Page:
In this, you clearly, categorically, and your own protests to the contrary, have shown that you don't understand that the Black Box is about trying things, and keeping what works. You don't have to have a reason for trying things, and in point of fact a great many scientific advances have occurred by accident, with Fleming's discovery of penicillin being one of the most obvious. This position allows the use of intuition, and most great discovery happens through intuition, which is to say non-linearly.

I came up with a definition of common sense the other day, which I like. It is "knowing what you know, and knowing what you don't know". I don't know that cancer results from a disruption in the biophoton field, and I know it. I merely suppose it, and would like to see further research continuing to be appended on to the 30 years or more already completed.

The opposite is "knowing things that aren't so, and not knowing what you don't know". You seem to feel you "know" that scientific claims must be backed by evidence to be made. This is patently untrue. There is a vast difference between asking that a claim be considered, and that it be believed.

Self evidently, there is a circularity between the demand that claims be backed by evidence, and that tests only be done on known phenomena. You do see at least that, don't you?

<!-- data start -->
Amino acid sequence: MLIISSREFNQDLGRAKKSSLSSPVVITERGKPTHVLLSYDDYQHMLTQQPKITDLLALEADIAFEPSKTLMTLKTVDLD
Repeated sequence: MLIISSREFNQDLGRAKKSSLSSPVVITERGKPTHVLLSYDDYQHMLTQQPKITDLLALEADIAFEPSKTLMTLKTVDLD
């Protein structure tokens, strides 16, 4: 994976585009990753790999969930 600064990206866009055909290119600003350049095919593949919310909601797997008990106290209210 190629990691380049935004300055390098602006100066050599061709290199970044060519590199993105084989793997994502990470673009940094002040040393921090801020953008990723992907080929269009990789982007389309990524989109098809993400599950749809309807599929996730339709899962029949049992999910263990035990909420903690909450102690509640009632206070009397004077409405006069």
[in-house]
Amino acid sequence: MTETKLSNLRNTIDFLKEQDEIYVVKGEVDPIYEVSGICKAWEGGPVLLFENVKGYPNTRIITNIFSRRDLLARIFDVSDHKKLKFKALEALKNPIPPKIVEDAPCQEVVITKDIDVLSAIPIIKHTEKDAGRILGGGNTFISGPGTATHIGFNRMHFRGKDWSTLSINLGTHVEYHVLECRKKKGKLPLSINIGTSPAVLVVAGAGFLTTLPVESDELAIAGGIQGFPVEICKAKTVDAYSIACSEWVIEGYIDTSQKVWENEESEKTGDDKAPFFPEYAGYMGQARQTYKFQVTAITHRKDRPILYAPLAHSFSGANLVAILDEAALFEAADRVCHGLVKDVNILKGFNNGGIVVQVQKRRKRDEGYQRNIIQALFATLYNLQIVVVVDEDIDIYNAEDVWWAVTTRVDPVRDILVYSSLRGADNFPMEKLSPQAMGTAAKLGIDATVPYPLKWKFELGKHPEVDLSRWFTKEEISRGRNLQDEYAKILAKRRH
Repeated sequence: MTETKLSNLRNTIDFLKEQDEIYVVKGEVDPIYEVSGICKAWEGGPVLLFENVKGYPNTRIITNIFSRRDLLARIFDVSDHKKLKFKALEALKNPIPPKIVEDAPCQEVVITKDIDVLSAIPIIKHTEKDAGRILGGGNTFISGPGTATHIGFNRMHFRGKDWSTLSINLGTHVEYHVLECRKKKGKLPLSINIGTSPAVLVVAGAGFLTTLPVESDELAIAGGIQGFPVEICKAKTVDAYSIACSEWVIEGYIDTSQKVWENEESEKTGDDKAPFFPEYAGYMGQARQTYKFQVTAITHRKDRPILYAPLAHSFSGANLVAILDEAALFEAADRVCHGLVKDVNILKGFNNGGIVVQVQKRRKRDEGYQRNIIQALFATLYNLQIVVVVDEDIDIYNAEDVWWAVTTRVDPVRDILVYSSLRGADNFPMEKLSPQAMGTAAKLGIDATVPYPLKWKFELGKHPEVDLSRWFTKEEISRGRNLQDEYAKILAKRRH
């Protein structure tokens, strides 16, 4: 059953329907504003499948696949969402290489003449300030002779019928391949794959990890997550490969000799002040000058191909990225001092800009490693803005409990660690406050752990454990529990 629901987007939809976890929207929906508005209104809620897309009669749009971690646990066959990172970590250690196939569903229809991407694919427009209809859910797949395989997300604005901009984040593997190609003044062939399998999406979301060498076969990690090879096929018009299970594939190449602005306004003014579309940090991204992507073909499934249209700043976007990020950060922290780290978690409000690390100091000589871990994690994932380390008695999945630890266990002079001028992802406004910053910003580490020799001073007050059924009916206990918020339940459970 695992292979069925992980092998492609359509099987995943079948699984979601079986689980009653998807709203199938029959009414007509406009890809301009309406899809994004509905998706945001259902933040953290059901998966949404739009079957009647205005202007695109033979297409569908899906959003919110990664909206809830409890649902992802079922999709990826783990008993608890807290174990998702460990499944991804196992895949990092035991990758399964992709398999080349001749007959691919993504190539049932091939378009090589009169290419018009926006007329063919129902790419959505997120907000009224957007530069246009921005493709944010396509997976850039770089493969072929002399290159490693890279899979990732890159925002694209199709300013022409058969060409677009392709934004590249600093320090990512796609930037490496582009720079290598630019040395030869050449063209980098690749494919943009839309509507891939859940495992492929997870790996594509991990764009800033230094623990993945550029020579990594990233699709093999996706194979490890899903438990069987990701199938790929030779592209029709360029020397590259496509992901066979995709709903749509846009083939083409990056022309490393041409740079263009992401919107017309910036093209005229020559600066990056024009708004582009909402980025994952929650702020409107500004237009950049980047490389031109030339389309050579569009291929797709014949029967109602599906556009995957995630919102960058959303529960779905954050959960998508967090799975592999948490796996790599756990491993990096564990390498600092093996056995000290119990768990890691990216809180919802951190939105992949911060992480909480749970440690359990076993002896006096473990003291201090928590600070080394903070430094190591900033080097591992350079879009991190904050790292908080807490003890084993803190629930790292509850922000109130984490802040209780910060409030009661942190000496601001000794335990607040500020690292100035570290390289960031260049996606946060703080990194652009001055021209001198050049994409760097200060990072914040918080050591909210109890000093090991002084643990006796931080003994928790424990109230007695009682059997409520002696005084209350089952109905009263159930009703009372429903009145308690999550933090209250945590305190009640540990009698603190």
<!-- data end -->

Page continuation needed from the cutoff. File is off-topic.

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Old 12-07-2007, 05:26 PM   #75
Brandon Oto
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Re: Head still in the sand re: Cancer???

Barry,

We seem to have reached a plateau where there's nothing I can do to better communicate my ideas or reconcile our points of view. I've run out of angles with which to get this across.

I hope that other readers, at least, were able to understand what I've been getting at in this thread, and I hope we can continue to interact in the future without any ill will. And despite this last handful of issues we're not agreeing on (conjecture, the nature of the BB), I hope that you at least see where I'm coming from with my earlier and more general points.
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Old 12-07-2007, 05:42 PM   #76
Aileen Reid
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Re: Head still in the sand re: Cancer???

I have to say you lost me on this thread a long while ago!